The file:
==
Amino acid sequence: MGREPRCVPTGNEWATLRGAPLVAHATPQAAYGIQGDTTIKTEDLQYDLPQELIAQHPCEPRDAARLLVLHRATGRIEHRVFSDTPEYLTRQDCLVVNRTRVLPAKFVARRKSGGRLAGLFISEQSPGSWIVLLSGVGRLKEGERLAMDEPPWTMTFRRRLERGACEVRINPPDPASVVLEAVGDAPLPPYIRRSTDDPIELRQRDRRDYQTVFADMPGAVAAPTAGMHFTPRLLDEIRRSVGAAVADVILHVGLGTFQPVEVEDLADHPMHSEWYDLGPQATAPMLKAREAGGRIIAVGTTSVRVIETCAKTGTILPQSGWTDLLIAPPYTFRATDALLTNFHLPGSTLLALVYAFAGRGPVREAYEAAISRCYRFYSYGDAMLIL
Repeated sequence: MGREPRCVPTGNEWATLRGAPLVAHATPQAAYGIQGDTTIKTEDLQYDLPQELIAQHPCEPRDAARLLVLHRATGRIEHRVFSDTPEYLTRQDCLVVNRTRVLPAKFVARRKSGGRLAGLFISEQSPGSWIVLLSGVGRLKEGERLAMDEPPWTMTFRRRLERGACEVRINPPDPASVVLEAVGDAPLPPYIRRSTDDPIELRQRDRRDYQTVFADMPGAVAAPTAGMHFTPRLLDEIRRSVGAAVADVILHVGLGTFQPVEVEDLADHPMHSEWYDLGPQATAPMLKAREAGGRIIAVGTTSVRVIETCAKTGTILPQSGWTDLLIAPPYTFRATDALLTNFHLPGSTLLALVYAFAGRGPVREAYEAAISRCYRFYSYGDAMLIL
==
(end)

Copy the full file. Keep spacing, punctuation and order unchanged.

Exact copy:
Amino acid sequence: MGREPRCVPTGNEWATLRGAPLVAHATPQAAYGIQGDTTIKTEDLQYDLPQELIAQHPCEPRDAARLLVLHRATGRIEHRVFSDTPEYLTRQDCLVVNRTRVLPAKFVARRKSGGRLAGLFISEQSPGSWIVLLSGVGRLKEGERLAMDEPPWTMTFRRRLERGACEVRINPPDPASVVLEAVGDAPLPPYIRRSTDDPIELRQRDRRDYQTVFADMPGAVAAPTAGMHFTPRLLDEIRRSVGAAVADVILHVGLGTFQPVEVEDLADHPMHSEWYDLGPQATAPMLKAREAGGRIIAVGTTSVRVIETCAKTGTILPQSGWTDLLIAPPYTFRATDALLTNFHLPGSTLLALVYAFAGRGPVREAYEAAISRCYRFYSYGDAMLIL
Repeated sequence: MGREPRCVPTGNEWATLRGAPLVAHATPQAAYGIQGDTTIKTEDLQYDLPQELIAQHPCEPRDAARLLVLHRATGRIEHRVFSDTPEYLTRQDCLVVNRTRVLPAKFVARRKSGGRLAGLFISEQSPGSWIVLLSGVGRLKEGERLAMDEPPWTMTFRRRLERGACEVRINPPDPASVVLEAVGDAPLPPYIRRSTDDPIELRQRDRRDYQTVFADMPGAVAAPTAGMHFTPRLLDEIRRSVGAAVADVILHVGLGTFQPVEVEDLADHPMHSEWYDLGPQATAPMLKAREAGGRIIAVGTTSVRVIETCAKTGTILPQSGWTDLLIAPPYTFRATDALLTNFHLPGSTLLALVYAFAGRGPVREAYEAAISRCYRFYSYGDAMLIL